Surgery always carries some risks. So it's important to weigh the benefits against the risks before surgery. Ask your healthcare provider to outline the possible complications, such as infection and bleeding, and possible side effects that could follow the procedure. Be sure to understand when you should notify your healthcare provider or seek immediate medical attention for complications. You should also discuss pain and ways to manage any pain that may follow the procedure.
What happens if you don't have the surgery?
If you decide, after weighing the benefits and risks of the surgery, not to have the surgery, what will happen? You need to know if the condition will worsen or if there's a chance that it may resolve itself.
Should I get a second opinion?
In certain cases, some health plans may require patients to have a second opinion before undergoing elective surgery. Your healthcare provider should be able to supply you with the names of qualified people who also do the procedure.
What is the healthcare provider's experience in doing this procedure?
You can reduce the risks of surgery by choosing a healthcare provider who's fully trained and experienced in doing the procedure. Ask the provider about their experience with the procedure. Ask how many times they've done it, and their record of successes and complications. Ask if there will be other providers in the room during surgery and what their roles are.
Where will the surgery be done?
Until recently, most surgery was done in hospitals. But today, many procedures are done on an outpatient basis or in ambulatory surgical centers. Some of these are located in a hospital. This lowers the cost of these procedures since you're not paying for a hospital room. Some procedures may still need to be done on an inpatient basis. Your overall health is also considered when deciding where the surgery will be done. Be sure to ask your healthcare provider why they advise either setting.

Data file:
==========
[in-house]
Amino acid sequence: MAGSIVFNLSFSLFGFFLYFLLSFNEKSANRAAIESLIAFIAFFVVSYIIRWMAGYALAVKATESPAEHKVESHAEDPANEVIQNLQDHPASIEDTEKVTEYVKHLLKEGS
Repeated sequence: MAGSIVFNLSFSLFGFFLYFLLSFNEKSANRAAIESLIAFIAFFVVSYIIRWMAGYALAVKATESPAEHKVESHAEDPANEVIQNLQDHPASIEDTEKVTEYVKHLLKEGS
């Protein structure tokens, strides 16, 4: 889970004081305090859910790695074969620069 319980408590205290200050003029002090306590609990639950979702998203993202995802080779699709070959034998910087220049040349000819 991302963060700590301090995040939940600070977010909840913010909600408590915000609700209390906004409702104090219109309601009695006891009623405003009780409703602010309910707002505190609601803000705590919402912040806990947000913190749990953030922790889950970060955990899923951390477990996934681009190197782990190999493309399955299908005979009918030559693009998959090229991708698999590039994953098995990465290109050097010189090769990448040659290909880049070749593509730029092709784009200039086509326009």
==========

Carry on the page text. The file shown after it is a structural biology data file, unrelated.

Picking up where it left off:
What type of anesthesia will be used?
Your healthcare provider should tell you whether a local, regional, or general anesthesia will be given, and why this type of anesthesia is advised for your procedure. You should also ask who will be giving the anesthesia. Is it an anesthesiologist or a nurse anesthetist? Both of these providers are highly qualified to give anesthesia. Ask to meet with that person before your surgery.
What can I expect during recovery?
Ask your healthcare provider what to expect in the first few days after surgery, as well as in the weeks and months that follow. You need to know how long you will be hospitalized. Ask what limitations will be placed on you and if there are special supplies or equipment you will need when discharged. Knowing ahead of time what to expect will help you to cope and recover more quickly following the surgery. You should also ask about the typical length of time it takes for a full recovery to resume work and your everyday activities.
What are the costs of this surgery?
Because health plans vary in their coverage of different procedures, there may be costs you will be responsible for. You will need to know what the specific costs of the surgery will be and how much your insurance or health plan will cover. This information is not typically available to the healthcare provider. But their office may be able to help, or you may need to call your health insurance company.